In 2013, more than a year before their scrappy law firm catapulted to national prominence, Thomas Harvey and Michael-John Voss finally sat down to hash out the future of ArchCity Defenders. The two attorneys were in agreement. To really make a difference, the firm would have to grow. And, when it did, they shouldn't be the ones to lead it.
They had scribbled out the idea for the nonprofit firm on a napkin as law students at Saint Louis University, and, along with their classmate John McAnnar, they kept the idea alive even after graduating in 2009. They were idealistic. They were also angry.
From their earliest assignments as interns assisting on criminal defense cases, the trio had become increasingly distraught at the patterns they saw. Whether in the city or county court systems, their clients were overwhelmingly poor and black, with circumstances placing them outside the help of the state's overworked public defender system. These were not hardened criminals, but regular people living one interaction with police away — one traffic stop away — from being arrested on "failure to appear" violations for missing previous court dates. And once in law enforcement's grasp, they were being jailed by the thousands, destroying families and weakening communities, merely because they couldn't afford to pay fines and bail fees.
Of course, the three were not the first law school students to take a hard look at the criminal justice system and see endless lines of impoverished minorities staring back. But where others move on to cushy corporate jobs and stable salaries, the trio set to embodying ArchCity Defenders' mission statement with fervor — "Combating the criminalization of poverty and state violence against poor people and people of color."
The mission was far too big for three lawyers (even with a collection of interns and volunteers offering assists). That much was obvious in 2013. But the prospect of expanding the organization wasn't just about raising funds or hiring attorneys. In the minds of its founders, it also meant finding someone to take the reins, someone who'd lived the battles they were fighting.
"If we're going to be ... a racial justice organization, that's going to serve predominately low-income communities of color, we need to have leadership that's more reflective of the community we serve," Harvey remembers thinking at the time. All three founders are white. "If we are going to be true to our principles, that was something we needed to do."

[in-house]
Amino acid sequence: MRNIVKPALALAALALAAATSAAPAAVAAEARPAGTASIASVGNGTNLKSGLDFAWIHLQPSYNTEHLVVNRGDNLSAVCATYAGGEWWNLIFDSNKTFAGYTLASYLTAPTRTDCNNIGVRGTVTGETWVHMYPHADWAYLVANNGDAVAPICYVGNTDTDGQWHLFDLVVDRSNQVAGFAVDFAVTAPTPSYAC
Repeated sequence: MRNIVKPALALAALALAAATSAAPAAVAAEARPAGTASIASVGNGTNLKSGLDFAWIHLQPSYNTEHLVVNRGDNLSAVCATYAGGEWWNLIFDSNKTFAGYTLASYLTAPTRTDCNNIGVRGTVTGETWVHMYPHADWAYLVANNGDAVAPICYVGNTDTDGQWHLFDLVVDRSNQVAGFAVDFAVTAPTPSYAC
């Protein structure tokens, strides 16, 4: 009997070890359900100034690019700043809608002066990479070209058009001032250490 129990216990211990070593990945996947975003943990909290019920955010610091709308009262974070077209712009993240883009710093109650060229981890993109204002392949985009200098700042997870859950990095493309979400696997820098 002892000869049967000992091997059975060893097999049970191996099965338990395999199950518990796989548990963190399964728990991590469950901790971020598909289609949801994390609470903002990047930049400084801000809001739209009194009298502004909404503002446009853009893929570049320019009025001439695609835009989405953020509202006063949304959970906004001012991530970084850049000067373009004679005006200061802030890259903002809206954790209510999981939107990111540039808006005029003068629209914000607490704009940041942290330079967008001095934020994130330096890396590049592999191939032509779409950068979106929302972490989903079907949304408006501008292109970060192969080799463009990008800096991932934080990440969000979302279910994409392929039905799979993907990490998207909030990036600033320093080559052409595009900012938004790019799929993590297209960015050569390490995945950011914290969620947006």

The plan would have to wait: The next four years would find ArchCity on the front lines of court battles challenging everything from modern-day debtor's prisons to the indiscriminate use of tear gas.
With Harvey as executive director, the firm made its name in the wake of protests that rippled across the region in August 2014. The protests, sparked by the police shooting of Michael Brown in Ferguson, drew intense scrutiny to the sprawl of court systems in the 91 municipalities scattered across St. Louis County — their penny-ante harassment of minority residents providing a vivid backdrop to the mantra that "Black Lives Matter."
As the firm's stature increased, ArchCity Defenders went from being mostly a three-man show to an indispensable source for both activists and policymakers trying to fix St. Louis' criminal justice system. Word about its good works spread.
In Boston, that word reached a St. Louis native attending one of the most prestigious law schools in the world. His name was Blake Strode.
On September 25, 2014 — the same day that the Ferguson police chief delivered a stilted video apology to Michael Brown's family — the Harvard student emailed ArchCity. "He wanted to see if there was any way to return to St. Louis after he graduated," recalls Harvey.
On a recent weekday, sitting behind the desk in his fifth-floor office within the Christ Church Cathedral, Harvey clicks through his inbox, finally finding the old email. "He and I talked a little bit, and we started exploring ways to bring him here," Harvey says, noting, "We didn't have enough money to pay someone, certainly not a Harvard graduate."
Harvey can't help but smile at the improbability of it all. Strode — who has just been named the firm's incoming executive director, replacing Harvey — felt in some ways like the answer the co-founders had been looking for ever since they dreamed up their firm almost a decade ago. If anything, he was almost too good to be true.
"That wasn't what I was envisioning, having someone who was from St. Louis, went to Harvard and wanted to come back," says Harvey. "I don't think I ever could have imagined someone like Blake."